2 moms found this helpful


answers from St. Louis on

I am from the business side of IT, data and all of that. I can code but I stink it at. I don't consider SQL code but whatever. I do know that a lot of fake school have fake computer engineering degrees so make sure the school is actually accredited by the appropriate group not some fake group like the accreditation for profits claim to have.

So far as financial aid and scholarships go, they dry up the minute you get your bachelors. This is why I did the integrated masters. You had to get the credits for your masters and your bachelors in four years, which was hell, but you had the financial aid in place and the lower tuition rate.

If I were him I would look at where he graduated from and see what classes he needs to take to get the bachelors. It would be the least amount of classes and by proxy the least amount of money. Like I could go back to SLU and get a bachelors in psych taking two classes, marketing 3, finance 2, MBA 1 (I have the MAAC). Going anywhere else would mean at least 30 hours.

1 mom found this helpful


answers from Oklahoma City on

BYU has one of the most sought after Engineering programs I know of. It's amazing.

Thing is they don't do government financial aid so he'd have to apply for scholarships and things through the school. They have excellent programs for students who need help. Their master's degree programs are excellent too. He could simply move on up into another program within the college he got his previous degree in. Then he'd have a shorter program and could teach alongside the professors and make enough money to live on.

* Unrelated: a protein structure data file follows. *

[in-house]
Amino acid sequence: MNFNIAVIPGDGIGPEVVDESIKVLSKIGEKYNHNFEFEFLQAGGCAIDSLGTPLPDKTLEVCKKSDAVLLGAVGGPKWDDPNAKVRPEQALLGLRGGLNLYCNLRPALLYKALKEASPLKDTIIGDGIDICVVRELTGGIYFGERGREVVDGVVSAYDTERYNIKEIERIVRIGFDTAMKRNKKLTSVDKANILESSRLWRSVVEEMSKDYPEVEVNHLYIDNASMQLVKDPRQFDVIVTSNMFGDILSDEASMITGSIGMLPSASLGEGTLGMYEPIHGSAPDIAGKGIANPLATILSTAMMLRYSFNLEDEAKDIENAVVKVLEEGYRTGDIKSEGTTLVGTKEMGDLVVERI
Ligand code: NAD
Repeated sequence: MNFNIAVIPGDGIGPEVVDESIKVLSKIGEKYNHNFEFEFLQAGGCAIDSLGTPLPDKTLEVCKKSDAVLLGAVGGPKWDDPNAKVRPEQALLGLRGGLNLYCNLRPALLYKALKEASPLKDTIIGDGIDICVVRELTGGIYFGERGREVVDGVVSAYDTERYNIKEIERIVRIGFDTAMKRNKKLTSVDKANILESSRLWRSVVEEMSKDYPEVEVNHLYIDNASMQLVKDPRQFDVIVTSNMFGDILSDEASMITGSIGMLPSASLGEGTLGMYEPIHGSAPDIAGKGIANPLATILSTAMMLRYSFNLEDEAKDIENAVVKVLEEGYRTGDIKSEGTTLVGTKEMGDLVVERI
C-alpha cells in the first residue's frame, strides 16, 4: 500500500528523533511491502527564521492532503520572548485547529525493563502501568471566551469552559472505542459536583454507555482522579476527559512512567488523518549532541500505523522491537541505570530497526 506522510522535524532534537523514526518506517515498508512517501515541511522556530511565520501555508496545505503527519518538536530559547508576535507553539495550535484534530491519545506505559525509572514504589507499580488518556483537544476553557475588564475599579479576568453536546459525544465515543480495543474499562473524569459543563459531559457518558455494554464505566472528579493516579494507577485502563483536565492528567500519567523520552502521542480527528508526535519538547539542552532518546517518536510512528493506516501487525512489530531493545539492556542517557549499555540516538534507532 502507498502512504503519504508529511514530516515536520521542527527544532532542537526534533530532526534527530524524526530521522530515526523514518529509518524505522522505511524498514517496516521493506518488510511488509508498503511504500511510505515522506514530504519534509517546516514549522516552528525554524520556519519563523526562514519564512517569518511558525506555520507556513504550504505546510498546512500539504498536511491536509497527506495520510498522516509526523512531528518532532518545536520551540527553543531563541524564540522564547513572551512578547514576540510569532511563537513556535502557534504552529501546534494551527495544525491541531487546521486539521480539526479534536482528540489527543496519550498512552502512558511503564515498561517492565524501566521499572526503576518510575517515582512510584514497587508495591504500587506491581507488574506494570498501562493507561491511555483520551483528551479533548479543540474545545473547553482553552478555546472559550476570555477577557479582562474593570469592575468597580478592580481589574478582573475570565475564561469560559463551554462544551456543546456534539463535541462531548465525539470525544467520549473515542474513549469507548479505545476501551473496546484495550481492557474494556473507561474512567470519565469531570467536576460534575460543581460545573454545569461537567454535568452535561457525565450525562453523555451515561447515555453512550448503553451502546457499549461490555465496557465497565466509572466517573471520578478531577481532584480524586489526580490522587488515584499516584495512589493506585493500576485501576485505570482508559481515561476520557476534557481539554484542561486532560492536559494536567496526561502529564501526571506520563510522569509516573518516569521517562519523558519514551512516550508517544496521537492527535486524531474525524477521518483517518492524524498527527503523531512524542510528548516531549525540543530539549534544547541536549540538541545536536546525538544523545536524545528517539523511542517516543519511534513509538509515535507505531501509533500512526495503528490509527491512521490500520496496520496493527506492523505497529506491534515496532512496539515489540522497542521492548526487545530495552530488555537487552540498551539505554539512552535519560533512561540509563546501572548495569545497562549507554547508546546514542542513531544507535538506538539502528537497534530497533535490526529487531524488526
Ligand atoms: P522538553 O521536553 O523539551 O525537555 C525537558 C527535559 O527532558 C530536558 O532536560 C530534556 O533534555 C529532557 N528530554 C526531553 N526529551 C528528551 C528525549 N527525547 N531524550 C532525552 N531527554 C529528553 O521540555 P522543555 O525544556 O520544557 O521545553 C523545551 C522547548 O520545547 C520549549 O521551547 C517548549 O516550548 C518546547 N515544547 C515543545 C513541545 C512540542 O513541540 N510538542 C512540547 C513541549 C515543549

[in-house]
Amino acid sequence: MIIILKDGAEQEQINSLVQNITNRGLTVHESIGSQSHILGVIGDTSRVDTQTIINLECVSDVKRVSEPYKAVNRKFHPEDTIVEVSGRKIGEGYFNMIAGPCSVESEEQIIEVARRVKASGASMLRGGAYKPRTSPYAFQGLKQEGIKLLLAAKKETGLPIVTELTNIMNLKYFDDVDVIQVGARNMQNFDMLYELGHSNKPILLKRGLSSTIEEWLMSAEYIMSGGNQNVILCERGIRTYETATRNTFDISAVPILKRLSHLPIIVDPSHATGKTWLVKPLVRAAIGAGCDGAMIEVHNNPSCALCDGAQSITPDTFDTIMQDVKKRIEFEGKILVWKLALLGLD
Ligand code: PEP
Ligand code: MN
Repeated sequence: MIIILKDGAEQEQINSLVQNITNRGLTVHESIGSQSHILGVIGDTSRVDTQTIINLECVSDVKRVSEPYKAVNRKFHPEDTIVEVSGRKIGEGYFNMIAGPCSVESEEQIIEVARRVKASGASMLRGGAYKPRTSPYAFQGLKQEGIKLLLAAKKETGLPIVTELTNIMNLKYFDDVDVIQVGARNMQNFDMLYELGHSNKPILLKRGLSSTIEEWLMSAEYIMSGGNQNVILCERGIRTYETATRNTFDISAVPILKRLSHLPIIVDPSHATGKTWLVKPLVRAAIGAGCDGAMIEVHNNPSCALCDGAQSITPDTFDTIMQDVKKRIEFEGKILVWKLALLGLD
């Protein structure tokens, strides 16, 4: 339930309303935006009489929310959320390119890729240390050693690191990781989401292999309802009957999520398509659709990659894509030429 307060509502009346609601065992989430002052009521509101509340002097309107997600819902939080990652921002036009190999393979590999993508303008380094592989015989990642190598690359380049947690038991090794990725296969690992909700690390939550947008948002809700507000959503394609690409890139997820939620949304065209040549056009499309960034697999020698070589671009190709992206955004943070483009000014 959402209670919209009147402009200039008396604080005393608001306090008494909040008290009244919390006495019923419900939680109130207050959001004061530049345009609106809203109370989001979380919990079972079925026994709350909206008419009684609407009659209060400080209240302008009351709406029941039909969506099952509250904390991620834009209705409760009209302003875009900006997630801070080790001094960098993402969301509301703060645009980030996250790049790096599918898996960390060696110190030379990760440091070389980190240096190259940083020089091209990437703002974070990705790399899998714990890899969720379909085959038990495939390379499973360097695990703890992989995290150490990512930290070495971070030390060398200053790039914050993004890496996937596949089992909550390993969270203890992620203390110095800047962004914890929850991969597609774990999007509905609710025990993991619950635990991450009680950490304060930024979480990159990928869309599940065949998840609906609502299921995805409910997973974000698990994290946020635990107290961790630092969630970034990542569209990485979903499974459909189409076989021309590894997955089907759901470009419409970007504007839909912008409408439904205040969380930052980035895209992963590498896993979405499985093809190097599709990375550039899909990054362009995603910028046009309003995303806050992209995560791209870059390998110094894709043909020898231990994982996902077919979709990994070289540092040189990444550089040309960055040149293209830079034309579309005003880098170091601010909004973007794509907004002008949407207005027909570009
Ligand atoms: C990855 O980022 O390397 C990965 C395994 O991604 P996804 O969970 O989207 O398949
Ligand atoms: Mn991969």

1 mom found this helpful


answers from Charlottesville on

He can try going to and select college search to just get an idea of what colleges are out there and what they offer. I'm sure there are other similar sites as well.

1 mom found this helpful


answers from Portland on

Did your nephew ask for help? Does he really not know how or is not able to research this for himself? Perhaps you're asking to know so that you can have knowledgeable information for yourself when talking/listening with him? Perhaps he's only made general conversation because he is working on a plan and is still in the general inquiry stage. Perhaps he's just intending his comments as general conversation.

When I read several of your other questions, I wonder if you are doing research for school or in preparation for opening your own business. They seem unrelated on the surface. When I gave them further thought they seem to have the general theme of research.